Presentation Speech by Professor C. Sundberg, Vice-Chairman of the Nobel Committee for Physiology or Medicine of the Royal Caroline Institute, on December 10, 1913
Your Majesty, Your Royal Highnesses, Ladies and Gentlemen.
The Nobel Prize for the year 1913 for Physiology or Medicine has been awarded by the Staff of Professors of the Caroline Institute, to Charles Richet, Professor of Physiology in the Medical Faculty, Paris, «for his work on anaphylaxis».
It has long been known that certain infections do leave behind an immunity, that is to say, diminished susceptibility or non-susceptibility regarding a renewal of infection of the same kind. With the introduction by Jenner of vaccination against smallpox, we learned how to ensure immunity by artificial means. Since the first preventive inoculations against live infectious agents carried out by Pasteur around 1880, artificial immunization has maintained constant progress. It now covers protein toxins of bacterial, vegetable and animal origin, such as the diphtheria toxin, snake venom, etc. Immunization in these instances is carried out on the following general principles: first, inoculation of attenuated virus or, with respect to toxins, of a toxin dosage diluted to the point of being harmless; then, inoculation of stronger viruses or increased dosage of toxin, until immunity is effected. After the first inoculation, susceptibility to a second inoculation of virus or toxin is, by and large, visibly less. It is not uncommon for one treatment to suffice in giving immunity, as far as microbial virus is concerned. On the other hand, toxin injections do have to be repeated many times and the dose increased to get this result.
In the course of the numerous immunizations that have been carried out in all countries, with the aim of finding different serums apt for medical usage, certain effects have been observed from time to time, which did not fit in with the general rule of diminished susceptibility. Thus, Robert Koch, in his research to find an anti-tuberculous serum, was able to show that the tuberculin prepared by him had a stronger effect when the injection was administered to tuberculous subjects, than when injected into subjects not suffering from tuberculosis. Von Behring in his work observed that, in certain isolated cases, a horse that had long been non-susceptible to very strong doses of diphtheria toxin, when under injection to obtain the diphtheria serum, could suddenly – and with no forewarning – succumb to a new dose of the toxin that was no stronger than those that had already been administered, and that had been tolerated quite easily by other horses from the same stable, treated in the same way, and with the same toxin. Richet, who with his co-worker Héricourt had found that eel blood-serum was toxic to dogs, confirmed that this serum caused a more violent reaction at the second or third injection than at the first.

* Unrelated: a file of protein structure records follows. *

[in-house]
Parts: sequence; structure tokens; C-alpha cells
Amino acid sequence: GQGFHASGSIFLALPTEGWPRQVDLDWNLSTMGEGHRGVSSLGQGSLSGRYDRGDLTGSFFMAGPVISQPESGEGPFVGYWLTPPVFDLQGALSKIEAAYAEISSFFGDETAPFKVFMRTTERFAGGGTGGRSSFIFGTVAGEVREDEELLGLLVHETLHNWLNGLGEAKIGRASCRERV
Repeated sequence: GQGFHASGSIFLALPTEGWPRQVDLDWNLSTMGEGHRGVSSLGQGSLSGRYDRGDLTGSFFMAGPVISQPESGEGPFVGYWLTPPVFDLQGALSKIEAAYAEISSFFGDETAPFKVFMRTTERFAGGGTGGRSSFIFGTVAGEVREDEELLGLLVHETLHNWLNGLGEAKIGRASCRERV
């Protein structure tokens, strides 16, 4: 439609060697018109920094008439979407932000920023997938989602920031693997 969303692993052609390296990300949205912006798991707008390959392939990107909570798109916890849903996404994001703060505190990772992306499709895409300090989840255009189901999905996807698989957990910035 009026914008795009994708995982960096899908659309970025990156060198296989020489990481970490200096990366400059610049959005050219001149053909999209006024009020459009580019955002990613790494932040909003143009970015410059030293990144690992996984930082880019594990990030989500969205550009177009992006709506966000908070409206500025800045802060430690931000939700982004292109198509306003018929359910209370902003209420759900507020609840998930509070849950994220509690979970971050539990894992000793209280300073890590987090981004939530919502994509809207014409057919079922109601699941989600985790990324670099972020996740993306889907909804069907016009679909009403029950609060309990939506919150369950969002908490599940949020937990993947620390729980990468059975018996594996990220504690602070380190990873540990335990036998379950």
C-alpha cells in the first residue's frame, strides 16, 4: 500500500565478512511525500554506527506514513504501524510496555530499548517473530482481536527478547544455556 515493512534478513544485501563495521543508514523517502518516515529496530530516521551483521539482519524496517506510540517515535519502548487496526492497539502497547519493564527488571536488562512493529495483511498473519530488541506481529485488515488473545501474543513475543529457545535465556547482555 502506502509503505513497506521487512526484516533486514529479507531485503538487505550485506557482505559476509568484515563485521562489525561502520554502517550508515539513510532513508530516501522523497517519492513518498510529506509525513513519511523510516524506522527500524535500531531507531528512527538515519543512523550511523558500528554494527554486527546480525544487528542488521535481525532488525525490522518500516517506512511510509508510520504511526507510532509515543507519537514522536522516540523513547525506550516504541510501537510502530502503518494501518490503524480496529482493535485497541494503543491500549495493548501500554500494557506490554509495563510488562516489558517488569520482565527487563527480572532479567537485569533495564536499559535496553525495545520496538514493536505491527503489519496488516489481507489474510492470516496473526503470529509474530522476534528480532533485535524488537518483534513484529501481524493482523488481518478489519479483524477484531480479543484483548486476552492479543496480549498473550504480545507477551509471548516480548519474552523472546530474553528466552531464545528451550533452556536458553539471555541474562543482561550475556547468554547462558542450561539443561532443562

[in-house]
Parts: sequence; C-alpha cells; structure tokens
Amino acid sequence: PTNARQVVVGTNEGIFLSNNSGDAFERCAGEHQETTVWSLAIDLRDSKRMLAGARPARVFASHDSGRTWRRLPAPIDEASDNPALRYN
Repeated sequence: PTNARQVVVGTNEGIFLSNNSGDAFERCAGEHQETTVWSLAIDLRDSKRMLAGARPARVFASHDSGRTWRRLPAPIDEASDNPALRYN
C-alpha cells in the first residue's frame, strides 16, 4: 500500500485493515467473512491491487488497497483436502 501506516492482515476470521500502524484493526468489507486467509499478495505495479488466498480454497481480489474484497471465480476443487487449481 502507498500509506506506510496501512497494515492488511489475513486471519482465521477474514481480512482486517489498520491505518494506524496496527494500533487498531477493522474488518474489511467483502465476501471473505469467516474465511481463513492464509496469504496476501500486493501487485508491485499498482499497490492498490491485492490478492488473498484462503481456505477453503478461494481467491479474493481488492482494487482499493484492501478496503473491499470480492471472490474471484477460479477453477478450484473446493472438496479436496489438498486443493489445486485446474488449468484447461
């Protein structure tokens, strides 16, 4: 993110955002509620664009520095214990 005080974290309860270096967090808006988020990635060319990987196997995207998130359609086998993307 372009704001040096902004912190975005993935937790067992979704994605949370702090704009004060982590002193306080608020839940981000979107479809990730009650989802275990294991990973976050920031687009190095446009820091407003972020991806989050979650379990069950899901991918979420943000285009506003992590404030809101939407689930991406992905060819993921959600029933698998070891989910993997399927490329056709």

These cases of increased rather than diminished susceptibility were however taken to be accidental exceptions. They were explained in two ways: at the time of a fresh injection, the toxin was added to the amount already absorbed by the body, and thus had a heightened effect (Koch, Richet); or else certain subjects were occasionally and paradoxically hypersensitive, and this, as it were, by a kind of surfeit caused by repeated doses of the toxin (Behring).
Richet has lifted this problem of hypersensitivity to toxins on to a new plane. In 1902 he published, in collaboration with Portier, the first work on this subject. Later, in a series of studies collected in the monograph L’Anaphylaxie of 1912, Richet – unaided – confirmed and expanded this discovery.
He experimented with several protein toxins, of animal and vegetable origin. If one of these toxins is injected beneath the skin of the test animals, in such a small dose that the subjects do not react, and if the injection is repeated after an interval of two or three weeks with an equally weak dose, this is almost always followed, sometimes even during the second injection, by the most violent toxic symptoms. These can cause the death of the animal in a few minutes, or else the animal is seen to recover completely and with equal rapidity. The toxic state in this case is nearly always markedly transitory.
This violent reaction, similar to shock, is in no way due to the second dose being added to possible toxic traces of a former dosage. It was quite simple to prove that such was not the case. If the two doses are given at one session, or at a brief interval, or even four or five days apart, there are no toxic effects. There must always be a certain preparation, a period of incubation before the toxin injected has time to cause hypersensitivity in the organism.
This hypersensitivity that Richet found does not correspond with the sporadic cases of hypersensitivity found by Behring in horses immunized against diphtheria. The hypersensitivity of Richet is not fortuitous; it is constant and produced with the same regularity as diminished susceptibility produced by immunization. Richet calls this hypersensitivity with regard to toxins, anaphylaxis, in contrast to phylaxis or prophylaxis, meaning protection.